Today’s Nice Price or No Dice Citroën is a wagon, which in France is often referred to as a Break. Let’s see if this rare-in-the-U.S. longroof is priced not to break the bank.
The holiday season is in full swing and yesterday we formally welcomed December with a 2000 Porsche Boxster that would likely prove a holiday gift that keeps on giving. A $6,200 asking price meant it could easily be the best secret Santa present to yourself too. That asking earned the Porsche a solid 69 percent Nice Price win, and, based on the comments, some holiday joy in all our hearts. Whoa, is that mistletoe you’re standing under?
Have you ever met someone from France? If so, you’ve likely noticed that by way of greeting they oftentimes don’t just awkwardly shake hands while avoiding eye contact as most Americans do. Instead, they pull you in for a hug and a quick peck on each cheek. That warmth and in-yo-face nature isn’t exclusive to the French people either. It extends to their cars as well.
Take today’s 1969 Citroën Ami 6 Break as an example. When was the last time you saw such a fun little wagon? From the nose, it looks remarkably like a miniature version of the Plymouth Fury from a decade prior, only not as evil as envisioned by Stephen King. Interestingly, this one sports a quartet of sealed beam headlamps rather than the Ami’s more traditional oval units. Introduced in 1961, the Ami 6 was, in fact, one of the first cars to have oval lamps.
The wagon body style is practical and full of fun little details like the skirted rear fenders and windows that slide back and forth rather than roll down. And if you think this wagon is funky, you should see the sedan. That features a reverse-rake rear window with a roofline intended to hold the boot lid up when open.
Underneath all this is a modified 2CV platform and a larger 602cc edition of the 2CV’s air-cooled flat-twin engine. In 1969 that provided 32 horsepower (gross) which gives the Ami a top speed of about 75 miles per hour. Sorry if you thought the 6 in the model name referenced cylinder count, that was just the model designation. Later models went by Ami 8 and Ami Super, the latter being a four-cylinder edition. The transmission is a four-speed manual with an umbrella-style handle shifter sprouting jauntily from under the dash. In old-school Citroën fashion, the car also sports a single-spoke steering wheel.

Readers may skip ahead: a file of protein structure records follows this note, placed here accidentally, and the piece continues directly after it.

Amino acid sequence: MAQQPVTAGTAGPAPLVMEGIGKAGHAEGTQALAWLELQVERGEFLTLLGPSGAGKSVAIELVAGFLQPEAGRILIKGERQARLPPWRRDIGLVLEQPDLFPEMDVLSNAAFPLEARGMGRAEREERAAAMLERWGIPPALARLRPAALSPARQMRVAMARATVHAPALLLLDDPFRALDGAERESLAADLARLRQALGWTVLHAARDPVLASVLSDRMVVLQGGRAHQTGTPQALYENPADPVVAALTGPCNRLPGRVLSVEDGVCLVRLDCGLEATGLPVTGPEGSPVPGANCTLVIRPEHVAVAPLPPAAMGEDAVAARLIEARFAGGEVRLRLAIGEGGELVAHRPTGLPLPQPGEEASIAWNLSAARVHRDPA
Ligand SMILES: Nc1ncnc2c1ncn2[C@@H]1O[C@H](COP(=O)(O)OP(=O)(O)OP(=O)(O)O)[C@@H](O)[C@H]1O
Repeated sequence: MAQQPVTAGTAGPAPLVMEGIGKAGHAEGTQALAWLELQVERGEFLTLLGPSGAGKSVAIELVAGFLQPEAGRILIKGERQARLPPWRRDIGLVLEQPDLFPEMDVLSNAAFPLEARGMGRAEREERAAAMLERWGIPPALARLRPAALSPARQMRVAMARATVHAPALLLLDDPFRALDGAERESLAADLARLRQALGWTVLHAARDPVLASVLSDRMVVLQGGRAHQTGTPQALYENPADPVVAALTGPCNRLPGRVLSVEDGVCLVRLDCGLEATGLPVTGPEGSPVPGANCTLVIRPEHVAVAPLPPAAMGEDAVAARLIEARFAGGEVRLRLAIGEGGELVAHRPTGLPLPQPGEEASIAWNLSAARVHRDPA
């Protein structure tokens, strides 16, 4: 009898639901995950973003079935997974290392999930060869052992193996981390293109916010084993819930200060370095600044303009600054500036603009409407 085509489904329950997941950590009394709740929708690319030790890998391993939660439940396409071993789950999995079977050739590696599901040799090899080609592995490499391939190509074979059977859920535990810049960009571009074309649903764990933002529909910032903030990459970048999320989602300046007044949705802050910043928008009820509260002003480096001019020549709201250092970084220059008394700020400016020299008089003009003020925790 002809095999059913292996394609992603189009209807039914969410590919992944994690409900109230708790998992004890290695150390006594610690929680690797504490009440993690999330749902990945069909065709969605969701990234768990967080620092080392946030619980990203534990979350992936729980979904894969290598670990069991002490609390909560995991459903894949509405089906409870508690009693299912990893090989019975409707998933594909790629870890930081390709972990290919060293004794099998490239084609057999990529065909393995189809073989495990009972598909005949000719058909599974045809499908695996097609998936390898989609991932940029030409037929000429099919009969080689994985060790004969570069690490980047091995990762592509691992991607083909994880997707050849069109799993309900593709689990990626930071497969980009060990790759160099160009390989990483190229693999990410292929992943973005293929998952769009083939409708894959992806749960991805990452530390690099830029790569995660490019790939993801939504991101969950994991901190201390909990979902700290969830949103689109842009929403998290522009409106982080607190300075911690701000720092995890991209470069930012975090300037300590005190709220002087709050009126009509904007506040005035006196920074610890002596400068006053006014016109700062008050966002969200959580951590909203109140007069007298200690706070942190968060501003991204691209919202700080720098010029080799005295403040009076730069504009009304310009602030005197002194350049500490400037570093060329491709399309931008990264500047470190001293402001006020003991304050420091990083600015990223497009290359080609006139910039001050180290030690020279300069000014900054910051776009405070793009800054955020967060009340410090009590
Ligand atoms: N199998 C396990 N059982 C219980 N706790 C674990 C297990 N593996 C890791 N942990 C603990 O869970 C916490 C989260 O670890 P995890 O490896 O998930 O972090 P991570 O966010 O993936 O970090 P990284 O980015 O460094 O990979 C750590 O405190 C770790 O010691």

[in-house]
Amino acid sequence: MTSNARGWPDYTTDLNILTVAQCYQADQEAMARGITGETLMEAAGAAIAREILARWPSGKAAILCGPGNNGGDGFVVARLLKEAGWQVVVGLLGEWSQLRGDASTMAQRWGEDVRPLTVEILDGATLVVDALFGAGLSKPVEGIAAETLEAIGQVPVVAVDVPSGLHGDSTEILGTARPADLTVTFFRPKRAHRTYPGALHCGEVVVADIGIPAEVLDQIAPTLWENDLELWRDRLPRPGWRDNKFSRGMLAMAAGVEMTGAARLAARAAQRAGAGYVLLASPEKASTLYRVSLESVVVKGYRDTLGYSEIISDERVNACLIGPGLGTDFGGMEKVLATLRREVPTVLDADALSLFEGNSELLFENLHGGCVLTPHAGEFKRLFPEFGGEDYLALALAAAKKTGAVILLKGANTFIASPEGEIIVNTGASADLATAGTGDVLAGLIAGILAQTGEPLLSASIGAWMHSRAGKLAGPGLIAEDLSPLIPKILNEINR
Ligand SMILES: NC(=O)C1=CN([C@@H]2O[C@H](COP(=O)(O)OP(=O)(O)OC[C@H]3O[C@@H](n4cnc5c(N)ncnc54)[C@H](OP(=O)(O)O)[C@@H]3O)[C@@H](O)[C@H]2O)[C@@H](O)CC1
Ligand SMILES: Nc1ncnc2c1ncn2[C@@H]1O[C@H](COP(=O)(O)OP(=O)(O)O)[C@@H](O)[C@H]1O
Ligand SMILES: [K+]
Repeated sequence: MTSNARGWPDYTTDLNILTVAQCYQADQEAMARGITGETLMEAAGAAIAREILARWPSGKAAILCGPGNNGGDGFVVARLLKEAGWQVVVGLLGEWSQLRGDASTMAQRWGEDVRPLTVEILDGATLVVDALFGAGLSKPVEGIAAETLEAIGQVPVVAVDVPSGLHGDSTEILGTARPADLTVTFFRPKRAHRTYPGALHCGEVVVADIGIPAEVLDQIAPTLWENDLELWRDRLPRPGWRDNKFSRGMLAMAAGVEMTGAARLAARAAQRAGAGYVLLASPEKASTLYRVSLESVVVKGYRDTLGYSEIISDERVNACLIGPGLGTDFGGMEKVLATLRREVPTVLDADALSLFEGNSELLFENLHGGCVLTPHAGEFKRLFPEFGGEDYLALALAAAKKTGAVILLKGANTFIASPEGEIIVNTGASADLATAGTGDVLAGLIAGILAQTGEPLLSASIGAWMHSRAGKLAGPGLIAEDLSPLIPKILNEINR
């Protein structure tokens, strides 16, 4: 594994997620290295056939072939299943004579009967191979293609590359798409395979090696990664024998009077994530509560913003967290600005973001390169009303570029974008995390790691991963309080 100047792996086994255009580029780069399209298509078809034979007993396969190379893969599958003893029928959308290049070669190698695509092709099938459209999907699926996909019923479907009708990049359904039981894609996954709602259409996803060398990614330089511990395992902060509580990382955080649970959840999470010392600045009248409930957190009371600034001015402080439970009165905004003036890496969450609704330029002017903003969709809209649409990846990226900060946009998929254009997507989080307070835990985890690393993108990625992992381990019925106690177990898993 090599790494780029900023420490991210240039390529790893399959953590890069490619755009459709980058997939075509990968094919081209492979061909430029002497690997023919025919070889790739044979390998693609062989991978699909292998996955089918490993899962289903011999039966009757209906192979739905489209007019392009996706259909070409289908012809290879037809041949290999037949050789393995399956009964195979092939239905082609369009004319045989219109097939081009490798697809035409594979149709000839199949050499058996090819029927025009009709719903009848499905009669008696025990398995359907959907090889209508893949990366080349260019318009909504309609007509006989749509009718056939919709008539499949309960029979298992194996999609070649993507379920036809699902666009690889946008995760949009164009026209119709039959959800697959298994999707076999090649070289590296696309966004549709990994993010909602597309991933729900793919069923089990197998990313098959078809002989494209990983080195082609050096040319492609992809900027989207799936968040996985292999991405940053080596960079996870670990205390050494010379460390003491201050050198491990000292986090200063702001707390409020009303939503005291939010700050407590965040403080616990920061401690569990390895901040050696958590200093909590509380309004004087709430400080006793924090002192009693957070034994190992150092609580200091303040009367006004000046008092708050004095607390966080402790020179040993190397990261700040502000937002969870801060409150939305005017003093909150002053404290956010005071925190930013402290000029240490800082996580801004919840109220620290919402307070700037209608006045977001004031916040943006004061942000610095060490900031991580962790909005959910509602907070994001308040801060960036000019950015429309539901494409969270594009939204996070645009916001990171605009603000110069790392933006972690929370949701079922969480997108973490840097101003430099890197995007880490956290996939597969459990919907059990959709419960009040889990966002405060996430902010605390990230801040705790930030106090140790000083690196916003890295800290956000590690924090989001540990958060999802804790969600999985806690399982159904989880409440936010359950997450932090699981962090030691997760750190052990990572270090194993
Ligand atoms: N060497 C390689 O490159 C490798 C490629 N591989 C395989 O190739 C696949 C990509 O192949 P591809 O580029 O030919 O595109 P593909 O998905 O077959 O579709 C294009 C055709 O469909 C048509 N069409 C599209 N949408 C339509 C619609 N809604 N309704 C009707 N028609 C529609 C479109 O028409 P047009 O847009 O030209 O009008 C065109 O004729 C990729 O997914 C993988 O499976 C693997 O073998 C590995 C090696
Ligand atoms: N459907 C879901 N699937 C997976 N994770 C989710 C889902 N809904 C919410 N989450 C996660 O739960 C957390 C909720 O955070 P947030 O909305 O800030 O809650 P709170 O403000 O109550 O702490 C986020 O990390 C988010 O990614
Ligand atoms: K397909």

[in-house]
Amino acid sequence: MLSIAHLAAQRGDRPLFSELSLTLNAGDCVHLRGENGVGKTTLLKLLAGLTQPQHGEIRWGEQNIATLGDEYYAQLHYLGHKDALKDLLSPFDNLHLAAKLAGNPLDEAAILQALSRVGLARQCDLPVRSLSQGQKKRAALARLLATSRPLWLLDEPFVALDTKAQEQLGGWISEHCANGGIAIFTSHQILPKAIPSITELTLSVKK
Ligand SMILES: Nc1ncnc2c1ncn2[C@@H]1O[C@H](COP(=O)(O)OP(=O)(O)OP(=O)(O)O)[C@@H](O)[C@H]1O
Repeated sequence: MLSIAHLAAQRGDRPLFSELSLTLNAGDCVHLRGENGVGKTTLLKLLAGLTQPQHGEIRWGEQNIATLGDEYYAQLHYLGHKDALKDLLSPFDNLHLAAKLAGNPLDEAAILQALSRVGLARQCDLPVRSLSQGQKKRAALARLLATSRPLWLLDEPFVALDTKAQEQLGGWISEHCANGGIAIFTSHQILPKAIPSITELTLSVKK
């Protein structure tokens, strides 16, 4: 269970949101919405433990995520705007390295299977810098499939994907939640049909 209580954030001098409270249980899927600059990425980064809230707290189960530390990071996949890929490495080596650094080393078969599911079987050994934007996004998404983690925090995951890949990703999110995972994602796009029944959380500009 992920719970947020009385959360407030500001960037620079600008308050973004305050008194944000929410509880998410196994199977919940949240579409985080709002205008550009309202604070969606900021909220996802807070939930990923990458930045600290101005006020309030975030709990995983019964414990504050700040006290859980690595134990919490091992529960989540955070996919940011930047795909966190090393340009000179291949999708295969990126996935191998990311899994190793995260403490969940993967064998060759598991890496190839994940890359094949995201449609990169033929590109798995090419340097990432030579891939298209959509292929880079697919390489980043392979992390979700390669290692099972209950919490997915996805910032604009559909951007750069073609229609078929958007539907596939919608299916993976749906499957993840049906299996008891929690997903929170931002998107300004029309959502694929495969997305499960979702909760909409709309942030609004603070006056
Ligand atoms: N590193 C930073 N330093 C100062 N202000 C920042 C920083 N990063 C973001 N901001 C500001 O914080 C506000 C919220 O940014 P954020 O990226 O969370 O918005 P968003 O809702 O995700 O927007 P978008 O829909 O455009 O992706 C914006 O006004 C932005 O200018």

The arrest-me red paint on this Ami is said to be just seven years old. That was a part of a restoration that was undertaken after the car was imported into Canada from the South of France where it had been resident transport at an estate. What a sad turn of events for the car to be spirited away from such an idyllic life to the icy poutine palace that is our neighbor to the north.
According to the ad, this Ami was then brought to Southern California where it was put into storage for an undisclosed length of time. It has since been brought out of storage and revitalized with a rebuild for the carb, brake work, a new starter, and some ignition updates to make it what the seller calls “a pleasure on the road.”
Most cars of this era, and especially Citroëns, rust like crazy. This one, however, seems to have dodged that bullet. The bodywork looks clean and straight, and all of the bright work seems intact. A fun feature of these cars is the ease with which the seats may be removed. Early ads for the Ami showed them serving as picnic perches outside the car. If you wanted to do that with this Ami, you wouldn’t need to feel any embarrassment over the upholstery since that looks to be in fine shape. Everything else in the cabin seems serviceable as well.
The ad gives us a look at an Ami’s engine bay, just perhaps not this Ami’s engine bay. For whatever reason, the seller has included a shot of a blue car’s motor. Whether that’s an old shot of this car from before the paint job or of another car entirely goes without explanation in the ad.
What we do get from the ad is that both the odometer and the title appear to have issues. The former is broken leaving the actual mileage unknown, while the latter is, in fact, missing and will need to be reconstituted. The car is offered with a bill of sale and the seller is apparently willing to do the title work at the DMV for an additional fee. Yeah, I think we can handle that.
What we will need to determine is whether or not we can handle the seller’s set $19,500 asking price for this Ami. That’s a lot of money for so little a car. It should be noted that nice 2CVs are going for about that here in the States and this is a good bit rarer than those these days.
What do you say, is this Ami 6 worth that $19,500 asking as it’s presented in the ad? Or, does that price make it no friend of yours?
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